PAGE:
The obvious effects of population explosion exceeding all prognostications are upon us. Despite all the evidence — overburdened cities causing massive destruction to forests and water tables needed to preserve fragile ecosystems — increasing land scarcity results in ever-more grabbing of private and public land for widening roads and construction.
Vicious wars are being fought over precious property rights in Palestine, Myanmar and elsewhere. Currently Italy is leading the way in Europe in turning away boatloads of economic migrants. Hidden from view — as political suicide for fearful politicians — is the fundamental issue of controlling population growth; it’s seen as impossible, socially unfeasible or, even worse, ungodly.
The population far exceeds the resources necessary to sustain it. Philosopher-economist and prescient social thinker, Great Britain’s Thomas Malthus ( 1766-1834 )
stood nearly alone in foreseeing the predicament of filling up the planet’s habitable lands with what are today huge numbers of unwanted people. He warned of exponential population growth against the arithmetic growth of food supply.
South Asia was once a landscape of sublime architecture, philosophy and art. These countries, which made significant contributions to the thought worlds of science and religion going back to antiquity, today sit in a miasma of pollution and overcrowding. Meanwhile, well-served political elites enjoy their lives as nearly everyone else is searching for an escape route.
No one who has seen today’s subcontinent, for example, could be less than horrified at the number of indigents living out their lives in quiet desperation. One of the few exceptions is Kerala with its democratically elected socialist welfare system that provides a well-constructed, people-friendly system of housing, healthcare and education.
Cooking, copulating, defaecating and dying in open arenas of squalor, disease and decay, many live in an environment unthinkable to the inhabitants of the worst of Kenya’s informal settlements. By the dawn of the 20th century, East and Southern Africa saw waves of South Asian economic migrants on their shores. Today viewed as enhancing East Africa’s largely ecumenical ethnic mix, these are the fortunate few.
Kenya is faced with huge dilemmas, too, caused by uncontrolled population growth. By 2019 the population will reach 52 million. The population of the Nairobi metropolitan area today is more than seven million; one projection places its population at 28 million by 2050. What is to be done with the destitute and the homeless?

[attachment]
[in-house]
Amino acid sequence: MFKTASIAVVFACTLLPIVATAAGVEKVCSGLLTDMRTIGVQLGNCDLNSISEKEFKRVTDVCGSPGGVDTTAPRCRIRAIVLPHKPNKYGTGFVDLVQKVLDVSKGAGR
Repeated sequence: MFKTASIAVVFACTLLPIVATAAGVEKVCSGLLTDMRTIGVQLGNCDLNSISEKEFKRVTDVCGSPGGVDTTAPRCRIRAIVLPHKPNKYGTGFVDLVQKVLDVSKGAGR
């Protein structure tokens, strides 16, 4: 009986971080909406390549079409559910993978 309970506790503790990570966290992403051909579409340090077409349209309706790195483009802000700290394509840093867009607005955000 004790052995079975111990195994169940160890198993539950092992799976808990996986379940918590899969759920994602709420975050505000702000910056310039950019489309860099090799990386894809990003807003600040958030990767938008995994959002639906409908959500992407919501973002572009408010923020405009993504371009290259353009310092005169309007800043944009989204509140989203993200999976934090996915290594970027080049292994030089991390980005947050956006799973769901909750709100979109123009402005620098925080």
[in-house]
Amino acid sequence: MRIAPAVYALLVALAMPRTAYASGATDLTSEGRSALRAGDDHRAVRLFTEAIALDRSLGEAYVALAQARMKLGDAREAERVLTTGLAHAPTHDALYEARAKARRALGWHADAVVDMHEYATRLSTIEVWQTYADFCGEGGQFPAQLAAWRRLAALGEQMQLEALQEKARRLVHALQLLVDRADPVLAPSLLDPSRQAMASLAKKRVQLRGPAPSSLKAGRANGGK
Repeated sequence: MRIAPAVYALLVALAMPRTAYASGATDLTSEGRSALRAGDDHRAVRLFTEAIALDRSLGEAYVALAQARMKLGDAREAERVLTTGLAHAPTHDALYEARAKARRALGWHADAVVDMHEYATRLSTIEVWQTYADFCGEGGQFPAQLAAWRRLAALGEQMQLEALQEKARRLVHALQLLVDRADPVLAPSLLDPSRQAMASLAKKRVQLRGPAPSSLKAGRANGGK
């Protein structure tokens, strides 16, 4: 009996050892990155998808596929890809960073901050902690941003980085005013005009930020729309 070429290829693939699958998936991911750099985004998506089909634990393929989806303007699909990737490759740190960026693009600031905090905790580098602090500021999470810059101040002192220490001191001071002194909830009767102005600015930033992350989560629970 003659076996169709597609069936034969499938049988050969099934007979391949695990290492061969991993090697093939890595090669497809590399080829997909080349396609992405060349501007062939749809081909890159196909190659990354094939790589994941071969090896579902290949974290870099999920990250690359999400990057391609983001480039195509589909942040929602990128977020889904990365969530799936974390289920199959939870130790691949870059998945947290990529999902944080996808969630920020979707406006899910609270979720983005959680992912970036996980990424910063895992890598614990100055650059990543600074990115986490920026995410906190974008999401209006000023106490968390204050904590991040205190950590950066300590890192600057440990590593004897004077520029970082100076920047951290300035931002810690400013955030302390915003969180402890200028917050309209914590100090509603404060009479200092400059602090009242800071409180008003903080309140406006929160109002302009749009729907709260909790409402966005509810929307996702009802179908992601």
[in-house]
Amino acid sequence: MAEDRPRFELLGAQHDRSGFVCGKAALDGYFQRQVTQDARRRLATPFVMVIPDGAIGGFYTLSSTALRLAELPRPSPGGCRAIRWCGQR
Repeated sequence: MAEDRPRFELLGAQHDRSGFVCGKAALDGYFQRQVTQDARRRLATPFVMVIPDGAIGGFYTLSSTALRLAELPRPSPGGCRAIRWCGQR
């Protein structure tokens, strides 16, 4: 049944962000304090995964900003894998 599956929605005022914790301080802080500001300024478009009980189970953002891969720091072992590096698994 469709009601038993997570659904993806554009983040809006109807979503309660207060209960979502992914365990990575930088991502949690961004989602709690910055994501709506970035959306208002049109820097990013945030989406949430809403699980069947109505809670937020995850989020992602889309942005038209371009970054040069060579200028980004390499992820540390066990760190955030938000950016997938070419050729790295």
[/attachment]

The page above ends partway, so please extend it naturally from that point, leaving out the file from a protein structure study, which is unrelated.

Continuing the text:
Tens of thousands of refugees remain in Northeastern’s Dadaab camp with no final closure in sight. Despite having thousands of hectares of idle land (much of it admittedly arid and needing irrigation), Kenya is yet to settle a few thousand IDPs, among the 250,000 displaced in the 2007-08 ethnic clashes. They continue to live amongst us as squatters in their own country.
No one living in Nairobi can fail to observe the rapid changes taking place all around us. Once surrounded by neat, spacious neighbourhoods of treed terrain cut by pristine rivers, residents shared their lives with monkeys and other small wild creatures as well as migratory birds. Once Nairobi was a friendly, well-planned, picturesque city that was a sheer delight to inhabit.
While unable to regain our past, we can reclaim the city as our own. Free education, affordable housing and healthcare are the place to begin. Hours of precious time is lost in traffic jams; there should be short commutes to one’s destination and workplace.
Rather than more ugly, unnecessary shopping malls, the soft power of thoughtful public planning can do wonders for a city in distress. Planting trees for new public parks and building automobile-free walkways would contribute to a well-ordered city. Bicycle paths and exhibition places for artists, musicians, writers and intellectuals, to show off Kenya’s fabulous arts scene, are just a few of the ideas that can transform this city into the international showcase we yearn for.
Together we can build a place to take pride in and where we can find contentment.